Now here’s an advertising mechanism for newspapers that we should support. The Newspaper Picture festivalat Film Forum is an amazing act of collective werd-nerd nostalgia that, I hope, is more wistful and celebratory than creepy and necrophilic. I caught a double feature on Sunday that included what may now be my favorite movie of all time, Park Row, the story of hard-charging, fair-minded idealistic reporters who escape the sensationalist cloud of their yellow journalism publisher and strike out to start their own scrappy new rag (printed on butcher paper, at first) in an already saturated New York newspaper market.
The festival highlights the golden age of print journalism, and the most recent film is All the President’s Men (1976). I was impressed at the detailed accuracy of Park Row, and how it played part like a historical instructional film on the machinations of the old press machines, the marvel of mechanical type setting, the knowledge that one blockbuster story is enough to sell papers one day, but you need to keep them coming after that day after day after day. I was also impressed with how ridiculously romantic the narrative was, especially considering how there have been little to no movies in recent times showing journalists as anything but a writhing, heatless mob, a gaggle of seedy scandal makers or ethics-less wretches who sleep with any source who will have them. Park Row throws its full force behind the cleansing power of journalism and the high-minded integrity reporters should aspire to, including great lines like “We fight with news! Not knuckles!” You tell em, chief.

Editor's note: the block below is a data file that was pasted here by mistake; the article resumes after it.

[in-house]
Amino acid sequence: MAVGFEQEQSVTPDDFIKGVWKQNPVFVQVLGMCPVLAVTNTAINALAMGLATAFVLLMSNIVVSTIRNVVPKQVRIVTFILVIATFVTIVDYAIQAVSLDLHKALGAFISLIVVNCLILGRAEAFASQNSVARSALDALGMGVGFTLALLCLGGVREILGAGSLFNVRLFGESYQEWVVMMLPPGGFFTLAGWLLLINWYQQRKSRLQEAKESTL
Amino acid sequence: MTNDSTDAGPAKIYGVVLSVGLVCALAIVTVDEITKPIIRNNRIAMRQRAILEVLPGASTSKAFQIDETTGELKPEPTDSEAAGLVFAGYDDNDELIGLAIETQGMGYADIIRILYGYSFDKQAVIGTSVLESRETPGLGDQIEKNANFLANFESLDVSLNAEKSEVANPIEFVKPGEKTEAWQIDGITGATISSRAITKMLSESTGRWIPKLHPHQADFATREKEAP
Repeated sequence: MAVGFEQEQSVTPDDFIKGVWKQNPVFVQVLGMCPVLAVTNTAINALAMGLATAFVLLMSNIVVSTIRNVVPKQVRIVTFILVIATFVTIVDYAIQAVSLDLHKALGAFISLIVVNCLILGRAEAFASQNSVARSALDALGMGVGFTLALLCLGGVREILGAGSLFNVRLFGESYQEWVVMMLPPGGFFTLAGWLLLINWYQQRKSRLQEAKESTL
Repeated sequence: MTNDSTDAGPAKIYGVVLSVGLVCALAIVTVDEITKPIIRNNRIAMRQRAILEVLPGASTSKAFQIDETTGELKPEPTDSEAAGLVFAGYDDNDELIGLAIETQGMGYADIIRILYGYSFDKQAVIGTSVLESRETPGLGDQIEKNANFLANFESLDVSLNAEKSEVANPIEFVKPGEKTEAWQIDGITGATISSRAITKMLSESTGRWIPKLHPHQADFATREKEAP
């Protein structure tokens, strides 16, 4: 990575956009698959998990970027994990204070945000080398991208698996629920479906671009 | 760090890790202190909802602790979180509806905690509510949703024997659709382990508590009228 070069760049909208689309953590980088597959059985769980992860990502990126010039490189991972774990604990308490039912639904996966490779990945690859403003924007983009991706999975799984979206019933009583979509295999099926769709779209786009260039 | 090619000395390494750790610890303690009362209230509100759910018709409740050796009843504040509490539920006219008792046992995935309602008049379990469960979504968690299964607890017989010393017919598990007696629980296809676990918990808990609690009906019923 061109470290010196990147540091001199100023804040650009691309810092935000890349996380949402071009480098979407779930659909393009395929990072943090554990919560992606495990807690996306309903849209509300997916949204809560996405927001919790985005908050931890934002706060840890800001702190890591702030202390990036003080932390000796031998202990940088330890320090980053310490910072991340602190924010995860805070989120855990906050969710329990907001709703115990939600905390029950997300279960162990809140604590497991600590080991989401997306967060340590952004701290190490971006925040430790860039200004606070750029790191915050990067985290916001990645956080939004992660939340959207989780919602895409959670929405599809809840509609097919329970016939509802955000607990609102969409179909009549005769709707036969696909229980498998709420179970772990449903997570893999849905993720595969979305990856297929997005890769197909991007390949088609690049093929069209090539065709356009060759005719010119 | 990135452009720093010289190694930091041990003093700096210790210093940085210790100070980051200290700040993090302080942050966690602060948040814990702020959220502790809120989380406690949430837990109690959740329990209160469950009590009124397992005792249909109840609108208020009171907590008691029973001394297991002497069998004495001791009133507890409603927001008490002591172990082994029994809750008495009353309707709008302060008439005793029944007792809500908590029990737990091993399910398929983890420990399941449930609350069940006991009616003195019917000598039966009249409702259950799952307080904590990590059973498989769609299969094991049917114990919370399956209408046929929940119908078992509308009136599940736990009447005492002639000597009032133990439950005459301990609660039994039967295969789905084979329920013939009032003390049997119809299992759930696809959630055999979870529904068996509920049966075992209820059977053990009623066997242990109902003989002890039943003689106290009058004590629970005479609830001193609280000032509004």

Of course, the whiskey chugging, fedora tipping newsrooms of old are mostly a collective fiction, or at least an amalgam. Even AO Scott says:
But maybe those old-school newshounds are mythical creatures after all. Maybe no newsroom couple ever talked as fast or flirted as sharply as Hildy Johnson and Walter Burns, played most memorably in 1940 by Rosalind Russelland Cary Grant in “His Girl Friday.” The same characters were played, with a bit less sparkle, nine years earlier by Adolph Menjou and Pat O’Brien in “The Front Page.” Both versions are naturally part of The Newspaper Picture —how could they not be?—and they mark out one area of this vibrant and protean genre.
Film Forum is showing some 43 movies about newspapers, in one way or another, with a few special guests introducing the films (Randy Cohen, Brooke Gladstone, etc). Got some time? Go see them. Even if it never was quite as good as it was in Park Row, it shows us a time when Hollywood thought journalists were worth more than objects of sexual escapades.